The Internal Revenue Service is realigning its Large and Mid-size Business Division to focus more on improving international tax compliance.

As part of the organizational shift, the name of the IRS’s large corporate unit — LMSB — will change on Oct. 1 to the Large Business and International Division, or LB&I.

“Executing our international strategy is a top priority, and our work continues to intensify in this area,” said IRS Commissioner Doug Shulman in a statement. “Every day, we are moving forward in our international compliance efforts. Bringing together our top international personnel in this new group will help us advance our global tax administration efforts and ensure focus and fairness in a critical area for our nation.”

The new LB&I organization will enhance the current International program, adding about 875 employees to the existing staff of nearly 600. Most of the additional examiners, economists and technical staff are current employees who specialize on international issues within other parts of LMSB.

The realignment is aimed at strengthening international tax compliance for individuals and corporations in several ways, including identifying emerging international compliance issues more quickly. The IRS also believes the realignment will help remove geographic barriers and allow for the dedication of IRS experts to the most pressing international issues.

The IRS also hopes to increase the international specialization among its staff members by creating economies of scale and improving IRS international coordination, ensuring the right compliance resources are allocated to the right cases.

In addition, the IRS plans to consolidate oversight of international information reporting and implementing new programs, such as the Foreign Account Tax Compliance Act. The agency intends to coordinate its “Competent Authority” staff more closely with field staff members who originate cases, especially those dealing with transfer pricing. The IRS also plans to centralize and enhance its focus on transfer pricing in other ways.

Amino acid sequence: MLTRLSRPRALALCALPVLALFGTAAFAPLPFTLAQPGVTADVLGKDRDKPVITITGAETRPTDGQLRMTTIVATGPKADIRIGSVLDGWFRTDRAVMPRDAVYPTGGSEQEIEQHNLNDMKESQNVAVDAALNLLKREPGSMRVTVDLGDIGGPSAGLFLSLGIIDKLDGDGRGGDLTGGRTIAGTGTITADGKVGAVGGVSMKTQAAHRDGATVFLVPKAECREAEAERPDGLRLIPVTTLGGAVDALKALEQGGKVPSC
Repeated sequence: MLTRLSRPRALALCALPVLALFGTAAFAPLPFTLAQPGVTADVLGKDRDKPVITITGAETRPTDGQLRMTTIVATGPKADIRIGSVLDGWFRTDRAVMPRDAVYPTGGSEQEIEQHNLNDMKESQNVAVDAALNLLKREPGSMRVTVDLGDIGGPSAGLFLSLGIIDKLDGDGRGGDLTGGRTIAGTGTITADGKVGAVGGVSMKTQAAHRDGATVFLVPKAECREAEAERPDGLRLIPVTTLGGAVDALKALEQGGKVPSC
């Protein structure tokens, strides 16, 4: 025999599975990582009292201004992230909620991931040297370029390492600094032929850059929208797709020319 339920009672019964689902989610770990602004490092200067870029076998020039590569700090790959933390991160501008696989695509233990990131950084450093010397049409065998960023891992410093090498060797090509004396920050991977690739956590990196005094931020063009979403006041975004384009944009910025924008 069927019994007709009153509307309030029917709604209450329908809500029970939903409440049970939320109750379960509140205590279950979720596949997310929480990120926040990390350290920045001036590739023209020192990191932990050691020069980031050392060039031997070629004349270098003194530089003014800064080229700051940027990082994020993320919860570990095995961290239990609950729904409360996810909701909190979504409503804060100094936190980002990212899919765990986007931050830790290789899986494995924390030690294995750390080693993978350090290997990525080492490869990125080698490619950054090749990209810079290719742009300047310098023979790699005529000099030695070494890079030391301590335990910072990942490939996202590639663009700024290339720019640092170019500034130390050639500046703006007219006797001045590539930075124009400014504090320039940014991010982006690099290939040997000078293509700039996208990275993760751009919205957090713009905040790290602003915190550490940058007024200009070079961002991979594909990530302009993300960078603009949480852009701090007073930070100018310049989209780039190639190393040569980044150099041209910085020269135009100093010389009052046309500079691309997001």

The new international unit will include a transfer pricing director, who will continue piloting the new transfer pricing practice, and a chief economist, who will oversee the IRS’s economic positions pertaining to transfer pricing.

Heather C. Maloy will continue serving as the commissioner of the LB&I Division. Michael Danilack, the deputy international commissioner, will head the realigned global unit. Paul D. DeNard will continue serving as deputy commissioner of operations.

“The realigned organization will let us focus on high-risk international compliance issues and handle these cases with greater consistency and efficiency as we continue to increase our work in this area,” Shulman said.

In addition, the realigned LB&I will continue to serve the same population of taxpayers — corporations, subchapter S corporations and partnerships with assets greater than $10 million, as well as certain high wealth individuals. 

The realignment marks the latest in a number of efforts the IRS has made to increase international tax compliance. The IRS has taken major steps to address offshore tax evasion, including the investigation of the misuse of undisclosed offshore accounts by U.S. taxpayers. Last fall, the IRS created a global high wealth industry unit to better monitor tax compliance by high-income individuals and their related enterprises.

LB&I is also charged with overseeing the implementation of the recently enacted Foreign Account Tax Compliance Act. Signed into law in March, FATCA will substantially improve international information reporting, increasing international transparency and compliance.

The IRS and the Department of Treasury have also worked to revise tax treaties and tax information exchange agreements to increase transparency and to make it more difficult for taxpayers to evade taxes just by crossing international borders.

Register or login for access to this item and much more

All Accounting Today content is archived after seven days.

Community members receive:
  • All recent and archived articles
  • Conference offers and updates
  • A full menu of enewsletter options
  • Web seminars, white papers, ebooks

Don't have an account? Register for Free Unlimited Access